20 November 2015
Circles of Hope
It was a week ago today that shock waves reverberated out from the epicentre of Paris: ever increasing circles, not just destablilising thousands in Paris, but disturbing millions of us, causing us to ask all sorts of questions.
A card left at one of the cafes where shootings occurred simply said: “Au nom de quoi?” meaning: in the name of what?
And yet while circles of shock have emanated from Paris, I’ve been encouraged that there have been circles of hope in response.
The circle of peace:
It’s so simple. A black circle on a white background, sketched by graphic designer Jean Jullien. The merging of the peace sign and the Eiffel tower. It has been retweeted 60,000 times in the last week. The way this image has been adopted by people of all ages, races and religions is a reminder that while the footballer Gary Lineker was theologically correct in tweeting: “What a mess of a species we are!”, we are all also the one and only species made in the image of God.
The circle of solidarity:
One of the most poignant shows of solidarity has been circular in shape. After French and English football fans together sang the French national anthem – La Marseillaise – in the international friendly on Tuesday night, the two teams stood around the centre circle, alternating English and French players, for a one minute silence to together remember the Parisian tragedy.
The circle of defiance:
In each of the cafes and bars where shootings took place, there are circular bullet holes left in the shatterproof glass windows – a chilling reminder of what took place. Yet, as people have gone to pay their respects at these cafes, these small circles created by bullets born from hate, have been filled with flowers born from love – an act of loving defiance. What the flowers say visually, Martin Luther King’s much quoted message says verbally: "Darkness cannot drive out darkness, only light can do that. Hate cannot drive out hate, only love can do that."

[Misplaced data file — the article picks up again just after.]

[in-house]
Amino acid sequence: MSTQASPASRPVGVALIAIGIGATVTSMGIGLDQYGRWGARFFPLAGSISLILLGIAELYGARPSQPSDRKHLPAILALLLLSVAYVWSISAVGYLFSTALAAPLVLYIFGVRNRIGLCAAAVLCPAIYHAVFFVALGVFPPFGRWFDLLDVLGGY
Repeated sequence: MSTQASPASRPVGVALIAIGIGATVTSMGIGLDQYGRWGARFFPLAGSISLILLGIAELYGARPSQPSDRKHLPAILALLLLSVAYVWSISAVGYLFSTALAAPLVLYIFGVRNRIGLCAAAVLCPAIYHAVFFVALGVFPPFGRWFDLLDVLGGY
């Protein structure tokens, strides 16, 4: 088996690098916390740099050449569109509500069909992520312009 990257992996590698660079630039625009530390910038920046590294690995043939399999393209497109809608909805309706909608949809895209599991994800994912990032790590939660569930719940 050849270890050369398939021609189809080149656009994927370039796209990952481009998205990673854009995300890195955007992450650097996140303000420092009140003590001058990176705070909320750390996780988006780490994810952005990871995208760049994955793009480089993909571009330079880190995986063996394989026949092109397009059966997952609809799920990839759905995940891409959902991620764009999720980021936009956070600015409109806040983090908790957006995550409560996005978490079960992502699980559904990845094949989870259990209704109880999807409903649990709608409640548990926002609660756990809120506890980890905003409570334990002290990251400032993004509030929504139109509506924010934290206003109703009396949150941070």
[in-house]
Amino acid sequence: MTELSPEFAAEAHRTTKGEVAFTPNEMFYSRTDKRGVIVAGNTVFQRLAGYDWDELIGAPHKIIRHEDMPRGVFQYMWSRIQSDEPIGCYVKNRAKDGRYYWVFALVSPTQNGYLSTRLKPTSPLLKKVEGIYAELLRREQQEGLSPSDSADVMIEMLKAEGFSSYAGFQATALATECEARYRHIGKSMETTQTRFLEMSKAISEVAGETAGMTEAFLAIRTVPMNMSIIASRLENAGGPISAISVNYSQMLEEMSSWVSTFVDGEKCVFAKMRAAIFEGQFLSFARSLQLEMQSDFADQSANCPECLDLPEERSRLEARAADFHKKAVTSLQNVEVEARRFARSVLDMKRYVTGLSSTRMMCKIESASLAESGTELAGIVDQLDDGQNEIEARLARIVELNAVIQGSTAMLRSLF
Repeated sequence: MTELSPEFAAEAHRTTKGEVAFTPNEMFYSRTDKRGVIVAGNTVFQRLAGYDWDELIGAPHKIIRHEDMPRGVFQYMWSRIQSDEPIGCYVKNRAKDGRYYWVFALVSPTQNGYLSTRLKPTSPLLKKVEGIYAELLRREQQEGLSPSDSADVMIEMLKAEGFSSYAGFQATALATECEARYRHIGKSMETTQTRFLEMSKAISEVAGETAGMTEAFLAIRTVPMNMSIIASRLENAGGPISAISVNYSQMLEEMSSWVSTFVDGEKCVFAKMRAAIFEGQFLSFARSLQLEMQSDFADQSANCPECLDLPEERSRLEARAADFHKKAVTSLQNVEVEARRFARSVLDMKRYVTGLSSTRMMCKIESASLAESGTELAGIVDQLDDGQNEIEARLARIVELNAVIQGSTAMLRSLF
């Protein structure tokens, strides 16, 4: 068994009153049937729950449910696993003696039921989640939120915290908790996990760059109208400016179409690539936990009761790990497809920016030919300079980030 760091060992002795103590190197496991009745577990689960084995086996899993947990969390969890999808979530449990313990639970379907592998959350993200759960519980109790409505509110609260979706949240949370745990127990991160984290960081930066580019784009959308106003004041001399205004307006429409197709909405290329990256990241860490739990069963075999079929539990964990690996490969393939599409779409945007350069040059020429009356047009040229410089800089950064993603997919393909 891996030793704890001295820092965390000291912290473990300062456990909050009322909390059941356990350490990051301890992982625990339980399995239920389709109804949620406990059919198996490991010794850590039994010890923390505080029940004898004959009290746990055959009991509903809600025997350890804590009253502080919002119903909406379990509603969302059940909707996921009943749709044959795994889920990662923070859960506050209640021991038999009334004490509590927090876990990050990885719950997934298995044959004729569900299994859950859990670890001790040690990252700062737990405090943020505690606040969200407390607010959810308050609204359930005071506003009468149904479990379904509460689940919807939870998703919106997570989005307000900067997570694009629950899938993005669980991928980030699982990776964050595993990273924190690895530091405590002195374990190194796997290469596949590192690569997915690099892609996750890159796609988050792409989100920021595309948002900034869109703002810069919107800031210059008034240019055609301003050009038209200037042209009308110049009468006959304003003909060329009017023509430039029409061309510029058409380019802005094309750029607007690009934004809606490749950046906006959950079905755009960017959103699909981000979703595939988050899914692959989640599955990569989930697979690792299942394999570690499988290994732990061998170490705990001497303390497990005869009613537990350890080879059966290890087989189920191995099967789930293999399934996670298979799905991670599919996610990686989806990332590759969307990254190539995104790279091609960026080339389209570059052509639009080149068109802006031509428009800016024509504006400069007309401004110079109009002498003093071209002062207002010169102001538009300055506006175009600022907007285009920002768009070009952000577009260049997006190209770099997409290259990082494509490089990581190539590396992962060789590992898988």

The circle of hope:
The #PrayforParis hashtag may have been minimised by some in the media, yet prayer is only worth maximising in response to this tragedy because of the greatest of all circles – a circle of hope. The Prince of Peace, in solidarity with us, became one of us. Like the 129 last Friday, he was killed barbarically and unjustly.
And yet, three days later, the giant circle of a tombstone was rolled away, death defiantly defeated. Because of that circle, our prayers are not wishful thinking, words just evaporating into the night. Our Saviour with scars is a Risen Lord. His ears are attentive to our prayers. His wounded hands are stretched out to those in need of hope.
It was once declared of him: “A bruised reed he will not break, and a smouldering wick he will not snuff out, till he has brought justice through to victory. In his name the nations will put their hope” (Matthew 12:20-21).
“In the name of what?” is certainly a valid question in response to the tragedy in Paris, but “in his name we can have hope” is also a valid reply.
by Jago Wynne, rector of Holy Trinity Clapham.